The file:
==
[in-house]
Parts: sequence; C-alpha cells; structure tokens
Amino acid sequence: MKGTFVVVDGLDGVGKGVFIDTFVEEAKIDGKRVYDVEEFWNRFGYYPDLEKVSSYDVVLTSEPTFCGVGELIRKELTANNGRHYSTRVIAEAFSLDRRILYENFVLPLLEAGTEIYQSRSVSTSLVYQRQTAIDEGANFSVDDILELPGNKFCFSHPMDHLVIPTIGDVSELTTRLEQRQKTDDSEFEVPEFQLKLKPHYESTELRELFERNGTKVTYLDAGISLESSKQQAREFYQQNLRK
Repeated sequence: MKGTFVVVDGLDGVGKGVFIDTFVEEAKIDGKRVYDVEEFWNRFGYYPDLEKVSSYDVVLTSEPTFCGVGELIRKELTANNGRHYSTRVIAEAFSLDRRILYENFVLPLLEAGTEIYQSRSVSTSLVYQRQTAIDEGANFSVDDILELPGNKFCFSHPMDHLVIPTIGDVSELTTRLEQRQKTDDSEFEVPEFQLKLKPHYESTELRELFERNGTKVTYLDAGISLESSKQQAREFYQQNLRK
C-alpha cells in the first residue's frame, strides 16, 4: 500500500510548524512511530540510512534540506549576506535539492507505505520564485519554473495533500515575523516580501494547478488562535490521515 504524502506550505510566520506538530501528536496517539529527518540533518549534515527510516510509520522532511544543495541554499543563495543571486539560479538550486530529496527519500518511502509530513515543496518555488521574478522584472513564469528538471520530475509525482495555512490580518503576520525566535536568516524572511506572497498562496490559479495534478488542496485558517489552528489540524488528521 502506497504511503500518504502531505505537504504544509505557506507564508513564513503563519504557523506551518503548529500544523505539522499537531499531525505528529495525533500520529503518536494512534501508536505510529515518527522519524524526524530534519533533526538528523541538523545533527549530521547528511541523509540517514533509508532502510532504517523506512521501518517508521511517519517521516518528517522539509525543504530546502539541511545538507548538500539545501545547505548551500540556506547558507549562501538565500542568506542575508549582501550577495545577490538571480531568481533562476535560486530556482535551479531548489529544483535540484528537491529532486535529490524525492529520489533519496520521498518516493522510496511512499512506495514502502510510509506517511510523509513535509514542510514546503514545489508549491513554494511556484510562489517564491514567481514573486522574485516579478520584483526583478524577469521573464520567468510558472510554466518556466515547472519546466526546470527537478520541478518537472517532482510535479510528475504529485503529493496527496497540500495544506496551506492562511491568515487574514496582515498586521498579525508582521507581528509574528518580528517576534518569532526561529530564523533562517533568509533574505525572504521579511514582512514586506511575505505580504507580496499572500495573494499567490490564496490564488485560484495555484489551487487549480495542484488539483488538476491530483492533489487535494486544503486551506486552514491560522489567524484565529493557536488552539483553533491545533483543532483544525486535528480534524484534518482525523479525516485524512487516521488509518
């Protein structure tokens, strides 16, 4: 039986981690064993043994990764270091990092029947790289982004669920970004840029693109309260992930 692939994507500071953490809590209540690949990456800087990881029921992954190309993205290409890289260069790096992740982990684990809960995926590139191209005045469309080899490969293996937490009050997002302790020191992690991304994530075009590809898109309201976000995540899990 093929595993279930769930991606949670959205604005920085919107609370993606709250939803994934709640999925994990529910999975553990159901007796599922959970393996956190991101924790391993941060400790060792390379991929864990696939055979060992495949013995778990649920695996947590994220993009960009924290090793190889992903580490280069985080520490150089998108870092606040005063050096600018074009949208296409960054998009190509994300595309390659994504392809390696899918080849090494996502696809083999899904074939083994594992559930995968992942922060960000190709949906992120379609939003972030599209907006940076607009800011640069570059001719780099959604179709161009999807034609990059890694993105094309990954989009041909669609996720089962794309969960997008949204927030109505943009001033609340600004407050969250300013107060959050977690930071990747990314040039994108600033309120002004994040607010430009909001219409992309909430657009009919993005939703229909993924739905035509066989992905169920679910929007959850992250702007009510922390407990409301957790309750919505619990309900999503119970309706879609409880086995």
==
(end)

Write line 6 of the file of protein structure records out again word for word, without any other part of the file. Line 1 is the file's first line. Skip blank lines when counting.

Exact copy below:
């Protein structure tokens, strides 16, 4: 039986981690064993043994990764270091990092029947790289982004669920970004840029693109309260992930 692939994507500071953490809590209540690949990456800087990881029921992954190309993205290409890289260069790096992740982990684990809960995926590139191209005045469309080899490969293996937490009050997002302790020191992690991304994530075009590809898109309201976000995540899990 093929595993279930769930991606949670959205604005920085919107609370993606709250939803994934709640999925994990529910999975553990159901007796599922959970393996956190991101924790391993941060400790060792390379991929864990696939055979060992495949013995778990649920695996947590994220993009960009924290090793190889992903580490280069985080520490150089998108870092606040005063050096600018074009949208296409960054998009190509994300595309390659994504392809390696899918080849090494996502696809083999899904074939083994594992559930995968992942922060960000190709949906992120379609939003972030599209907006940076607009800011640069570059001719780099959604179709161009999807034609990059890694993105094309990954989009041909669609996720089962794309969960997008949204927030109505943009001033609340600004407050969250300013107060959050977690930071990747990314040039994108600033309120002004994040607010430009909001219409992309909430657009009919993005939703229909993924739905035509066989992905169920679910929007959850992250702007009510922390407990409301957790309750919505619990309900999503119970309706879609409880086995």